Click on the canvas to make draggable dots; quadratic splines will be interpolated.
This is a simulation of a device from an alternate history: one in which ephemeral vector displays like the TX-2, the Vectrex, the Tempest video game cabinet, and so on, had been the display device of choice in the 8-bit 1980s — instead of the low-resolution raster displays that actually were the display devices of choice in our universe.
Vector displays, like the laser-show displays still in use today, drive the electron beam from a couple of DACs, one for X and one for Y, drawing a dot. In the earliest machines, these DACs were driven from a couple of machine registers updated by the CPU, but that meant that the CPU could easily spend most of its time updating the screen. So shortly, as documented in Sutherland’s famous “Wheel of Reincarnation” paper, a line generator was hooked up to these registers; each cycle, it would increment the X and Y registers by a given amount, thus drawing a straight line across the display for potentially many cycles, relieving the CPU from the inner loop. Over time these became more powerful and complex, but the primitive remained a line.
But what if the primitive hadn’t been a line? In hardware, it’s easy to hook up an X register to an adder and a clock such that on each clock cycle it is updated to X + ΔX using a ΔX register. It doesn’t slow things down any to add a ΔΔX register that adds an increment to the ΔX register, too, and this allows you to tabulate arbitary quadratic functions. (This, known as the Method of Finite Differences, was the method Babbage’s Difference Engine used to tabulate arbitrary polynomials.) An arbitrary quadratic function in each of X and Y gives you a fair bit of liberty to draw curved lines of smoothly varying intensity on a vector display.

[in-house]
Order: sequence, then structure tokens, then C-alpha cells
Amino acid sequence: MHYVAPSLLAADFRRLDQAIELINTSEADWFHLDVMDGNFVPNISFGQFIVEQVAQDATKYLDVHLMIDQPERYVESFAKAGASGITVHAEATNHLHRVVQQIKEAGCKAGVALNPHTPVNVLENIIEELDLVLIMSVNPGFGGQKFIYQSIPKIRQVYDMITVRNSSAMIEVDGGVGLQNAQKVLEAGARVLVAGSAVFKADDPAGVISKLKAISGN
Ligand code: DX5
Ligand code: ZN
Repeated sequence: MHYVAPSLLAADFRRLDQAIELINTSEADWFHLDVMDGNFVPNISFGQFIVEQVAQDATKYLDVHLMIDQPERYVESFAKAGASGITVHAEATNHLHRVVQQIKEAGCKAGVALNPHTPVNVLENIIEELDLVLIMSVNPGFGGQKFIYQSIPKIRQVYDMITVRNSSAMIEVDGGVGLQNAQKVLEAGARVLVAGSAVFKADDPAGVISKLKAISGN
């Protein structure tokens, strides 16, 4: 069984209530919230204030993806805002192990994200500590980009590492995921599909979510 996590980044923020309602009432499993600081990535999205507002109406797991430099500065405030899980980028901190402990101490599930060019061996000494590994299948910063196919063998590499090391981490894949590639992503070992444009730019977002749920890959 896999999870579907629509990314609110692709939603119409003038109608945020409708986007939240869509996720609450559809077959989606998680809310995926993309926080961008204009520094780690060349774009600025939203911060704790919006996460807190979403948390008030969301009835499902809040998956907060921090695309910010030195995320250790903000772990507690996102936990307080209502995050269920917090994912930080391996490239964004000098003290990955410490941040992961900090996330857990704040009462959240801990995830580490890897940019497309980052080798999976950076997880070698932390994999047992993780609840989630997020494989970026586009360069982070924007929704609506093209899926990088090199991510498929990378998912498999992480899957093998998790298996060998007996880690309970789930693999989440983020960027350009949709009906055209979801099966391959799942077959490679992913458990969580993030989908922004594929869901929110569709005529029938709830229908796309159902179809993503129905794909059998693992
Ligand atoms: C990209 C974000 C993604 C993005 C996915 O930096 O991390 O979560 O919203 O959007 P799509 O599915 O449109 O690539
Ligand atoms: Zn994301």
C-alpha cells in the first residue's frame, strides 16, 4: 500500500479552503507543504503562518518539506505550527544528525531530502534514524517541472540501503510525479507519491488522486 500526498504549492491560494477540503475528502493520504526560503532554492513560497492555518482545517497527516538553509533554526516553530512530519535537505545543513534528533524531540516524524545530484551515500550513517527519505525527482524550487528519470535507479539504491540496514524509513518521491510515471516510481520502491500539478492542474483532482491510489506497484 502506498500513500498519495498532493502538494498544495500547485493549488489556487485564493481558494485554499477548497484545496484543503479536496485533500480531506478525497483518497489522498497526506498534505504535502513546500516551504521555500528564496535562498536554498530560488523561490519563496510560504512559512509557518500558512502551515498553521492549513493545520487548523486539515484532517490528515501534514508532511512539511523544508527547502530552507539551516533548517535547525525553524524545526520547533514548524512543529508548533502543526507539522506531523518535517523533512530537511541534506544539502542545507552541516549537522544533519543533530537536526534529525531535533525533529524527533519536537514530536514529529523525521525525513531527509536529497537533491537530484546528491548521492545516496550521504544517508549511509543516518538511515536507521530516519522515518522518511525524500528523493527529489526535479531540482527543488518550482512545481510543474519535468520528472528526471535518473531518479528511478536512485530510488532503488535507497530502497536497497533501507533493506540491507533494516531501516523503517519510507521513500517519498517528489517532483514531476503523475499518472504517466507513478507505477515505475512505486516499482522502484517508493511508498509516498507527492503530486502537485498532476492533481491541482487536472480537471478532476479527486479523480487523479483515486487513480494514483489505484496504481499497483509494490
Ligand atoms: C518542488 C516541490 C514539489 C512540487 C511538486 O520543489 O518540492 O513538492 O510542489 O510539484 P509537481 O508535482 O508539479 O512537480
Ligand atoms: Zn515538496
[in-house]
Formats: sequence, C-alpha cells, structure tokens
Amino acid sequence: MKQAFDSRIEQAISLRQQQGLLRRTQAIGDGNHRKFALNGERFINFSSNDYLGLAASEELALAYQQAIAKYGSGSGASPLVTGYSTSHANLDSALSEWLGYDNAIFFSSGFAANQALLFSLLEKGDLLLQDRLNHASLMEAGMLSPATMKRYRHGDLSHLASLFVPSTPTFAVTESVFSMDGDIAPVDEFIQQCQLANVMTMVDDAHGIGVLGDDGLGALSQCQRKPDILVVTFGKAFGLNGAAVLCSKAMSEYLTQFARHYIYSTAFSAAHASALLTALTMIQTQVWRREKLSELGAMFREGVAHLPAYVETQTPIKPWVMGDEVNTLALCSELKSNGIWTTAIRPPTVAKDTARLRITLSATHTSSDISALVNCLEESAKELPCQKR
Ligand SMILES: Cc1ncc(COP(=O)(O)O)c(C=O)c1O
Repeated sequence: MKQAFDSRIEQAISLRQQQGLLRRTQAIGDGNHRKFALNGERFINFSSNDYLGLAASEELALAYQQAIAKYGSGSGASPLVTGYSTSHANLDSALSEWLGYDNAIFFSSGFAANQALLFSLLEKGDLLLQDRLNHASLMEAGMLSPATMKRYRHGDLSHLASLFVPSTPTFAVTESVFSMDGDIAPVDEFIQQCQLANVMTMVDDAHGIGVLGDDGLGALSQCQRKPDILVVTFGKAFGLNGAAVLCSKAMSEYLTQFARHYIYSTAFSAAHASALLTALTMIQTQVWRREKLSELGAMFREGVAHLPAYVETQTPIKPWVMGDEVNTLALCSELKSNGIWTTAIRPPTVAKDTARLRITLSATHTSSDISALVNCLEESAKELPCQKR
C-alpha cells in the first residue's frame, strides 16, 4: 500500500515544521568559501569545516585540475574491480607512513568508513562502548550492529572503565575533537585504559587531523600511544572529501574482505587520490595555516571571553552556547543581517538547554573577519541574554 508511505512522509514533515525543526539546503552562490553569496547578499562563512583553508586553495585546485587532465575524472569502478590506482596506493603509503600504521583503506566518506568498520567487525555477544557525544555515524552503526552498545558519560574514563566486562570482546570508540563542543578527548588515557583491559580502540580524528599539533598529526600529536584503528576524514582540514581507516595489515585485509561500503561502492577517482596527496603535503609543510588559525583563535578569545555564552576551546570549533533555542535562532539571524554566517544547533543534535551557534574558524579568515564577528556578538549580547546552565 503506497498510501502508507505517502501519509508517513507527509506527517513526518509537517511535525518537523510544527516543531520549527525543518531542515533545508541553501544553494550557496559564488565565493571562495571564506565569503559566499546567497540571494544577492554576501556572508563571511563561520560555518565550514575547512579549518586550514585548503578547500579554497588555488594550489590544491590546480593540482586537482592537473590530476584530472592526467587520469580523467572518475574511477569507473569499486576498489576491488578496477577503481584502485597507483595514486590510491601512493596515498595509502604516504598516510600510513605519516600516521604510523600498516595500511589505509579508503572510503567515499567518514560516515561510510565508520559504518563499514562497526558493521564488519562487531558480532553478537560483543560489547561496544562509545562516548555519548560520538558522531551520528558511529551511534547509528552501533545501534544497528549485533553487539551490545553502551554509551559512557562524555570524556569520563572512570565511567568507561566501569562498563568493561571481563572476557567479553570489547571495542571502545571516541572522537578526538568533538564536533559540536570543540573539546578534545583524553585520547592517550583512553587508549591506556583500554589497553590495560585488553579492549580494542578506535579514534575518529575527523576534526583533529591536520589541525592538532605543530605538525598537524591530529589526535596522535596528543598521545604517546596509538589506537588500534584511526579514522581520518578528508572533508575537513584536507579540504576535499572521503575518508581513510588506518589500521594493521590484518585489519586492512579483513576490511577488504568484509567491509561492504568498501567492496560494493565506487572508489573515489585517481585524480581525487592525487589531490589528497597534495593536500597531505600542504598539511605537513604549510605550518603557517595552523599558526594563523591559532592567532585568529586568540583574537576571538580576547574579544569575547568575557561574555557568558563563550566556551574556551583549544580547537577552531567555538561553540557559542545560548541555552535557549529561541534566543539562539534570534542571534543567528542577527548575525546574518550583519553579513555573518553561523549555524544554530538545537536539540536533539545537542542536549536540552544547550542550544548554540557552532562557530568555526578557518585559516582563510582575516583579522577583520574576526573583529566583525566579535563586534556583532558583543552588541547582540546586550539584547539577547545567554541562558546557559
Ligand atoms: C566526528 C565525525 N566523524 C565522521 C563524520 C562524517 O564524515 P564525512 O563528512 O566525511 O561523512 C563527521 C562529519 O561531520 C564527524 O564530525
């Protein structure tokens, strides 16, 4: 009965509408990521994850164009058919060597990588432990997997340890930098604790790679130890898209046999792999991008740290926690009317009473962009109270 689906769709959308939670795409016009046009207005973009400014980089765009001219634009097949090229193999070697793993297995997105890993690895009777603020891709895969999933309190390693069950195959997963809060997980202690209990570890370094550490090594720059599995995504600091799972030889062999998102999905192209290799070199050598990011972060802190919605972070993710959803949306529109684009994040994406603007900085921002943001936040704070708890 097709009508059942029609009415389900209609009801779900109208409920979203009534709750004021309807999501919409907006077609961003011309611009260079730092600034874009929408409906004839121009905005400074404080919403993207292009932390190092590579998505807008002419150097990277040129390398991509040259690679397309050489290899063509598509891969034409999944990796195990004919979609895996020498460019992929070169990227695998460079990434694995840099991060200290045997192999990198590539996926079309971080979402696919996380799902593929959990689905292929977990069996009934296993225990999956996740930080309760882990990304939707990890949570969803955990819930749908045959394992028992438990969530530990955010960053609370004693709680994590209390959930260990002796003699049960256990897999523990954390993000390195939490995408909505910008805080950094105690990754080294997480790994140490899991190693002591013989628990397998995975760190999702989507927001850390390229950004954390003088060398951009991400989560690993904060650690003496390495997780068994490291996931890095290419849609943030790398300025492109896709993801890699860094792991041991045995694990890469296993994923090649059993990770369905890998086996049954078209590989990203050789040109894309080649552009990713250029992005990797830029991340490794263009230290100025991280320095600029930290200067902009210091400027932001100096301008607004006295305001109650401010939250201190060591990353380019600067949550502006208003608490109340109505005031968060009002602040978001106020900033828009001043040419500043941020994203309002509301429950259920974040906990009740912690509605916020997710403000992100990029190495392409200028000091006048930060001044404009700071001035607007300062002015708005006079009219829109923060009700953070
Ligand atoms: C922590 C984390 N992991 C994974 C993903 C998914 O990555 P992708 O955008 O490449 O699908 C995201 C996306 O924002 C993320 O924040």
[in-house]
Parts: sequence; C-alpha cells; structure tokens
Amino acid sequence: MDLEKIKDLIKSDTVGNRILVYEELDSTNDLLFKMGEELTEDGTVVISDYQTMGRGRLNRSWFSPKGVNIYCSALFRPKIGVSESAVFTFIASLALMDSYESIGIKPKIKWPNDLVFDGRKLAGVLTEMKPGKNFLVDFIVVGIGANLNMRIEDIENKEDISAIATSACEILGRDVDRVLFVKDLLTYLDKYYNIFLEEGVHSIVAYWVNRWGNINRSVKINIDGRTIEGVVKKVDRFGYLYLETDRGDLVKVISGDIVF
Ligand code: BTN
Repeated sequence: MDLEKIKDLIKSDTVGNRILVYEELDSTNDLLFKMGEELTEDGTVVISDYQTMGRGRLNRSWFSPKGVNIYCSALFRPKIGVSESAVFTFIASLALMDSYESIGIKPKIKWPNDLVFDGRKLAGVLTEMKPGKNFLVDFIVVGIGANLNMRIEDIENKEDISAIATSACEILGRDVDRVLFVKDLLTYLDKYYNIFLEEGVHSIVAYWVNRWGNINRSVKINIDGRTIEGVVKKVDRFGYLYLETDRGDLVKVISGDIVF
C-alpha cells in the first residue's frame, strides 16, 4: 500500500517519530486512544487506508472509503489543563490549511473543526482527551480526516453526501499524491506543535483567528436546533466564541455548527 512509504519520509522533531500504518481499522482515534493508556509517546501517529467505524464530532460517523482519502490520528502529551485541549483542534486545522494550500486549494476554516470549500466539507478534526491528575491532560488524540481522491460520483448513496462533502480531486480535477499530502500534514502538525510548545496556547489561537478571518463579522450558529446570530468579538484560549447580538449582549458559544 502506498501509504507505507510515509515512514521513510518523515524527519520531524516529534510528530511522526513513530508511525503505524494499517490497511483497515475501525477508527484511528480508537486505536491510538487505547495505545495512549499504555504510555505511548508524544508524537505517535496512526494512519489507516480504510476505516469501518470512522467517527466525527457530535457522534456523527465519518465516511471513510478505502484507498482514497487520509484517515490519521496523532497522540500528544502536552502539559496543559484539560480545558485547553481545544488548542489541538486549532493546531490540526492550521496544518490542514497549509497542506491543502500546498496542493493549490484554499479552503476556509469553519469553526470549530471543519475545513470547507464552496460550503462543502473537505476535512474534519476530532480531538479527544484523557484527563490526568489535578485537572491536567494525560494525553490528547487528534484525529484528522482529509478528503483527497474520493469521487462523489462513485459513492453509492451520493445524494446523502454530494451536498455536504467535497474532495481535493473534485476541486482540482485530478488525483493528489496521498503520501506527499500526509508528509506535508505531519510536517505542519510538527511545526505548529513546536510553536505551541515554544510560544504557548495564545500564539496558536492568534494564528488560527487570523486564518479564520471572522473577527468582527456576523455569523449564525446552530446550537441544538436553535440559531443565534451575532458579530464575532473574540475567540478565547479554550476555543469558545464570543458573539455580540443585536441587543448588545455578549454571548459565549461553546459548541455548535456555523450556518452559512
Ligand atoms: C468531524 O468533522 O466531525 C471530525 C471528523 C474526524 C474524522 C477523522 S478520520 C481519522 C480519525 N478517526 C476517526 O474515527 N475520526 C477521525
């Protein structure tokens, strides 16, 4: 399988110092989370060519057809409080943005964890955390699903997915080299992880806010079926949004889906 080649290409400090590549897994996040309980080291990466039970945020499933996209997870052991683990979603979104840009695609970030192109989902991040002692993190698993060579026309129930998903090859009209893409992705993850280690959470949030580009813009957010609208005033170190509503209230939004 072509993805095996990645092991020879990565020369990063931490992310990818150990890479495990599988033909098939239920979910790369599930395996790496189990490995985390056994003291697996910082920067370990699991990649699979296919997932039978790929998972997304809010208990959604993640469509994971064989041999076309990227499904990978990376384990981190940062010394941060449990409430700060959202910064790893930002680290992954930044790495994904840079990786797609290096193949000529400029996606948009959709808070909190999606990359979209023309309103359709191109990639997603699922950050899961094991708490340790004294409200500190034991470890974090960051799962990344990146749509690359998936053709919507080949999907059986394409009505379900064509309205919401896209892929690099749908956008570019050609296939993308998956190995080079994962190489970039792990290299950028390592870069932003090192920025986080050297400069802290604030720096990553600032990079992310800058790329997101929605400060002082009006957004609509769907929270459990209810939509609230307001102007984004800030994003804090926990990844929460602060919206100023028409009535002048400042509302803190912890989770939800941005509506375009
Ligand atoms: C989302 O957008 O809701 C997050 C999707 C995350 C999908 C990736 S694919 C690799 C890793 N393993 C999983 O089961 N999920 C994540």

So, this page roughly simulates that very simple hardware, and gives you tools to draw on it with. The current drawing is stored in the URL, which you can bookmark, post publicly, or send to a friend. This probably puts a limit of a few thousand points on the drawing, but the redraw will get unbearably slow long before that.
What does a font look like if you design it this way? So far all of my example fonts look kind of graffiti-like and need about 15 bytes per glyph in the goofy Douglas-Adams-based compressed format I dreamed up for the URL fragment, three times the size of a 5×8 bitmap font glyph. But this is only the beginning of these experiments. Maybe I should make one using a bicubic spline, or one with the knots restricted to lattice points.